airport security

I travel for many reasons, but the main categories are either business or pleasure. Like with any trip, packing properly is essential. It’s not just what you put in your luggage these days. Carry-on luggage, afterall, has many restrictions and if you spent time in a security line, you’ve seen the latest gimicky videos showcasing ‘proper’ packing tips. These ‘how to’ tips are supposed to make your security screening go smoothly. For instance, the ‘pack in layers;’ shoes, jackets, belts come off and get screened; liquids not more than 3 oz should be in sandwhich size ziplock bags and screened separately; etc. These videos appear gimicky to me becuase they try to be fun, suggesting that you can make the screening process easier on yourself, which in turn will make your trip a more pleasant one. This sounds simple enough, but then why do I feel like a criminal going through that space?  Air travel has become complicated enough and it’s days like this one when I think they try too hard to pretend that it isn’t (complicated).
 
Here’re are some things they can do that would create some consistency in my experience going through a screening.
 
1. Stop trying to be nice
Their job is to find weapons or potentially harmful contents and prevent a person from taking these items on board a flight. Greeting me at the boarding pass check is like a test to see if you are a problem person. I don’t want you to greet me, I know that if something doesn’t meet the standard, I could be detained. This toothy grinned security guard would have no problem escorting me to some detaining room.
 
2. Don’t pretend I have a choice
I’ve had a nearly empty soap container and shampoo bottle (clear) taken away because they were more than 3 oz in size (like 5 oz bottles), I’d flown several times with these bottles and never had any issue through the checkpoint screening. The last time I went through security, even though you could see how much of the contents were in the bottle, the woman was stern about not taking it on board the plane.  It’s absurd that a nearly empty container is still a threat. Naturally, I threw it away.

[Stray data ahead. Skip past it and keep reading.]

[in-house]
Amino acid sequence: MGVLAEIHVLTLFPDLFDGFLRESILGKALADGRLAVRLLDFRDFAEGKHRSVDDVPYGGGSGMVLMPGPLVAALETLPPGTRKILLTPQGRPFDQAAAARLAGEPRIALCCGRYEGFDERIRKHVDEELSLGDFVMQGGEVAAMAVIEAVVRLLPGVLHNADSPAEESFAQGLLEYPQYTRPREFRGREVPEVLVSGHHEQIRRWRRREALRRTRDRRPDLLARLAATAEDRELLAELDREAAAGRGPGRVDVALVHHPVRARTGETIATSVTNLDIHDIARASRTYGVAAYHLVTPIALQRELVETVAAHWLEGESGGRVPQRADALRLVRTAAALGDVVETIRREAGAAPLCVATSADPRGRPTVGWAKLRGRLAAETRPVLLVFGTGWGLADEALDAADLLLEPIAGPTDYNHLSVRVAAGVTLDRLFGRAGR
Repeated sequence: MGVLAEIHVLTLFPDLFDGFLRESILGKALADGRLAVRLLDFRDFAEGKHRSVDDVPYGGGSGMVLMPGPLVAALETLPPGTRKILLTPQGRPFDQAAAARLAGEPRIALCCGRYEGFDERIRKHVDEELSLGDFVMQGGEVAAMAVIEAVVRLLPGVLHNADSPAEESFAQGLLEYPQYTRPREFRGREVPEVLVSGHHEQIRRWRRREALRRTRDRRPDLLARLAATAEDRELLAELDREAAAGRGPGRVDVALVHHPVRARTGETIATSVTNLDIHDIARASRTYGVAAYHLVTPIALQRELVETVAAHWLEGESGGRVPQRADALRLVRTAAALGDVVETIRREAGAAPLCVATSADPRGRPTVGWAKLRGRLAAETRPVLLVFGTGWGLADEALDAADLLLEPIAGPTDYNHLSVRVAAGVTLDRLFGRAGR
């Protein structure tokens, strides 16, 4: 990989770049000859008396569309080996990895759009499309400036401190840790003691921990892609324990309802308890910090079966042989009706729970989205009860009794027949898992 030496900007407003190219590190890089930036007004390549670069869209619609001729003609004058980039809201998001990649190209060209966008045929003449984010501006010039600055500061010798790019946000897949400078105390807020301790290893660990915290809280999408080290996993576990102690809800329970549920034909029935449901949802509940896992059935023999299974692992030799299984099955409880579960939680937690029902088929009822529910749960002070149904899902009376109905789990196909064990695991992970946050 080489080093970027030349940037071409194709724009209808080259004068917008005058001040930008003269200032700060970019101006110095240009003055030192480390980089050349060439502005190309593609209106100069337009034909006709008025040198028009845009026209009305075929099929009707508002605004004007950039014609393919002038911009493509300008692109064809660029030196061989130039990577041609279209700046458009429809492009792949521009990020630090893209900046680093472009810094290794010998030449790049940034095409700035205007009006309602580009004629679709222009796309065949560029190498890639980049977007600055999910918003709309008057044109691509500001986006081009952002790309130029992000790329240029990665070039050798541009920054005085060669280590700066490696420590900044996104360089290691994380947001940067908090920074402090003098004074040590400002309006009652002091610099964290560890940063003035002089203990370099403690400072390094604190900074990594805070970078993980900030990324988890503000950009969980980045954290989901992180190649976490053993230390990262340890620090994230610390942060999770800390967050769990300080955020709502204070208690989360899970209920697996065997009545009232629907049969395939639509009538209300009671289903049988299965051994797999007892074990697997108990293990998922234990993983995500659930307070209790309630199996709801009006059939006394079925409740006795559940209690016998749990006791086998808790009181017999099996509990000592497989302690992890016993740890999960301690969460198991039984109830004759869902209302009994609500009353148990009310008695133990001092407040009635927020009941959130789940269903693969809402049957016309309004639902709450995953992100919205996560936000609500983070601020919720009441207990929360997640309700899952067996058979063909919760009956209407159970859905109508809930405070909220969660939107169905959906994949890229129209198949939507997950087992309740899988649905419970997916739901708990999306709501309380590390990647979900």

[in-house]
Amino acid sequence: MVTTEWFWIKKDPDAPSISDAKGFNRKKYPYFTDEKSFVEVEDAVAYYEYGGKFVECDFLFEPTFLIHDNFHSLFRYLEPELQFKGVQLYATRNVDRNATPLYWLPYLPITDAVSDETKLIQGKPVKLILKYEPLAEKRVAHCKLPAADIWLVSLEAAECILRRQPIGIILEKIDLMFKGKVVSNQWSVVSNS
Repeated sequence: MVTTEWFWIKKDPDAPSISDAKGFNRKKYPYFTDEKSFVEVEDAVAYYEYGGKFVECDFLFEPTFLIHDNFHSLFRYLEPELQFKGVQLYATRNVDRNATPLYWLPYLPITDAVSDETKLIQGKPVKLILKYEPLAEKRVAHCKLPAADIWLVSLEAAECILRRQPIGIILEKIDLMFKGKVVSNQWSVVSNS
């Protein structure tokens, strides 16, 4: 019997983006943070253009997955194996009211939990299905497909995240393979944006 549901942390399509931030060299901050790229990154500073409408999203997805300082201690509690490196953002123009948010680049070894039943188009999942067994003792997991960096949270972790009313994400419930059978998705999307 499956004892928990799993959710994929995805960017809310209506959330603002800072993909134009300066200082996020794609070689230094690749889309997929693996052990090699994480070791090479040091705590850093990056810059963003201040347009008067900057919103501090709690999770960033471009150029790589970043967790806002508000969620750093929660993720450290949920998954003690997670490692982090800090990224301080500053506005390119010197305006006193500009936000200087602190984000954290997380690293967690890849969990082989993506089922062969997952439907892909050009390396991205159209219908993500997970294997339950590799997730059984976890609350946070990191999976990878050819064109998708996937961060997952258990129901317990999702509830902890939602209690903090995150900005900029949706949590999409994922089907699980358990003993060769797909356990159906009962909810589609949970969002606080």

3. Show some courtesy
While I’m suggesting security screeners stop ‘trying to be nice’ I’m not suggesting they forget how to be courteous. It’s a chore to strip down, put your bags exactly the way they want them, unpack the laptop, etc. With people in line ahead of me, it can be difficult to get everything in bins without holding up the line. Still, today, apparently the few bins left needed to be traded out. I had my bags down trying to get my laptop in a bin and prepared to set up on the table, which was still full with other people’s bags and bins. A lady comes over to replenish the bins and asks me to move my bags. Laptop in hand, I set about trying to get my things out of the way. I was too slow for her so she shoved my things with her foot over to the side and proceeded to complete her task.
 
I realize there are reasons for the restrictions, I’m actually trying to follow all of these rules so I can get through the process quickly. However, it’s the interactions with the security personnel that have tainted and even aggravated my experience. I have come to dislike the process so much so that even the genuine greeting is met with contempt.
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About Audrey Sniezek

Audrey Sniezek is a rock climber, climbing coach, computer software/technology enthusiast and occasional baker/cook and wine connoisseur.
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